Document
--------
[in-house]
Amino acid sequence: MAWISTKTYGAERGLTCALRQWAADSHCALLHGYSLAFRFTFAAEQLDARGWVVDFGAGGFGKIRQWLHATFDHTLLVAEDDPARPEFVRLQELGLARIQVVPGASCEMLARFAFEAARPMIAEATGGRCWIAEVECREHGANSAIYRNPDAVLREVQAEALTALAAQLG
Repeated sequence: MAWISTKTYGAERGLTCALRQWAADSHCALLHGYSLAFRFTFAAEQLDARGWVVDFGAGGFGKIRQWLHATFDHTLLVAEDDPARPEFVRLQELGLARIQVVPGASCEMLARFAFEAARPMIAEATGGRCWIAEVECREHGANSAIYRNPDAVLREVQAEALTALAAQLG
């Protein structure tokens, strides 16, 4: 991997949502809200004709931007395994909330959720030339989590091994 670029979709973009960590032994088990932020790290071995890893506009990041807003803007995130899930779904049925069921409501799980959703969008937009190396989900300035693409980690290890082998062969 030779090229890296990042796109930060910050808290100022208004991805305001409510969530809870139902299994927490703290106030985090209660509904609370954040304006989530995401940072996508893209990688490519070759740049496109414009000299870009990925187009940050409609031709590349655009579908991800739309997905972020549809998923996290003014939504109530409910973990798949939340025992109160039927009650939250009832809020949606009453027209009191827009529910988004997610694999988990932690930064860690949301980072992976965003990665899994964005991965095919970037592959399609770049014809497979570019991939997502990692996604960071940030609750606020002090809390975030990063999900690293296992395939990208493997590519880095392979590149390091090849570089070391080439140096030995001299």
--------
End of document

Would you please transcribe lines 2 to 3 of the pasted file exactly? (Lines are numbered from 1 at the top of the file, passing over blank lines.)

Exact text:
Amino acid sequence: MAWISTKTYGAERGLTCALRQWAADSHCALLHGYSLAFRFTFAAEQLDARGWVVDFGAGGFGKIRQWLHATFDHTLLVAEDDPARPEFVRLQELGLARIQVVPGASCEMLARFAFEAARPMIAEATGGRCWIAEVECREHGANSAIYRNPDAVLREVQAEALTALAAQLG
Repeated sequence: MAWISTKTYGAERGLTCALRQWAADSHCALLHGYSLAFRFTFAAEQLDARGWVVDFGAGGFGKIRQWLHATFDHTLLVAEDDPARPEFVRLQELGLARIQVVPGASCEMLARFAFEAARPMIAEATGGRCWIAEVECREHGANSAIYRNPDAVLREVQAEALTALAAQLG